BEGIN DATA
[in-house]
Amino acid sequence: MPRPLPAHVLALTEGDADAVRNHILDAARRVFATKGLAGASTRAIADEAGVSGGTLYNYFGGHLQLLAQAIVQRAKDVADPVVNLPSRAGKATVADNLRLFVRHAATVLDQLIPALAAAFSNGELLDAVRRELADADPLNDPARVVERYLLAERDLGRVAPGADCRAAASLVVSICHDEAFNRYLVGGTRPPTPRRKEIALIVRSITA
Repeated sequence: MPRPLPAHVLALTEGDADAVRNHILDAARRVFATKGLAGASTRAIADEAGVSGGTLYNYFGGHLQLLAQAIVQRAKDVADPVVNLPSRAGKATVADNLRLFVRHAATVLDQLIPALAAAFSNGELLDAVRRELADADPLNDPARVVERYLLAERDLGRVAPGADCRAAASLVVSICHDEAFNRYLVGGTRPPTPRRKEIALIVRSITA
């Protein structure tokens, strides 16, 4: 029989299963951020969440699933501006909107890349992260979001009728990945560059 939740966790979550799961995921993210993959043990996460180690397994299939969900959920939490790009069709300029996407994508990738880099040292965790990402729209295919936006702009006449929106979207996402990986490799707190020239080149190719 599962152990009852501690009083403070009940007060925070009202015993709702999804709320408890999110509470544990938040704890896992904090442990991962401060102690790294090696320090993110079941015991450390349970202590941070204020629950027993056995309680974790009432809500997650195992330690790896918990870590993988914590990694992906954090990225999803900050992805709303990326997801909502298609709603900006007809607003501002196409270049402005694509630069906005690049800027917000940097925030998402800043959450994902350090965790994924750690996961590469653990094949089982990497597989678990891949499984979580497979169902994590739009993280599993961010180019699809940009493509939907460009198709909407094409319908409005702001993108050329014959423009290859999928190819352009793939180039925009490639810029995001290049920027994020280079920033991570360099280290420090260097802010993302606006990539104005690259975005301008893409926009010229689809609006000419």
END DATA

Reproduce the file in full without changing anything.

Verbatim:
[in-house]
Amino acid sequence: MPRPLPAHVLALTEGDADAVRNHILDAARRVFATKGLAGASTRAIADEAGVSGGTLYNYFGGHLQLLAQAIVQRAKDVADPVVNLPSRAGKATVADNLRLFVRHAATVLDQLIPALAAAFSNGELLDAVRRELADADPLNDPARVVERYLLAERDLGRVAPGADCRAAASLVVSICHDEAFNRYLVGGTRPPTPRRKEIALIVRSITA
Repeated sequence: MPRPLPAHVLALTEGDADAVRNHILDAARRVFATKGLAGASTRAIADEAGVSGGTLYNYFGGHLQLLAQAIVQRAKDVADPVVNLPSRAGKATVADNLRLFVRHAATVLDQLIPALAAAFSNGELLDAVRRELADADPLNDPARVVERYLLAERDLGRVAPGADCRAAASLVVSICHDEAFNRYLVGGTRPPTPRRKEIALIVRSITA
């Protein structure tokens, strides 16, 4: 029989299963951020969440699933501006909107890349992260979001009728990945560059 939740966790979550799961995921993210993959043990996460180690397994299939969900959920939490790009069709300029996407994508990738880099040292965790990402729209295919936006702009006449929106979207996402990986490799707190020239080149190719 599962152990009852501690009083403070009940007060925070009202015993709702999804709320408890999110509470544990938040704890896992904090442990991962401060102690790294090696320090993110079941015991450390349970202590941070204020629950027993056995309680974790009432809500997650195992330690790896918990870590993988914590990694992906954090990225999803900050992805709303990326997801909502298609709603900006007809607003501002196409270049402005694509630069906005690049800027917000940097925030998402800043959450994902350090965790994924750690996961590469653990094949089982990497597989678990891949499984979580497979169902994590739009993280599993961010180019699809940009493509939907460009198709909407094409319908409005702001993108050329014959423009290859999928190819352009793939180039925009490639810029995001290049920027994020280079920033991570360099280290420090260097802010993302606006990539104005690259975005301008893409926009010229689809609006000419």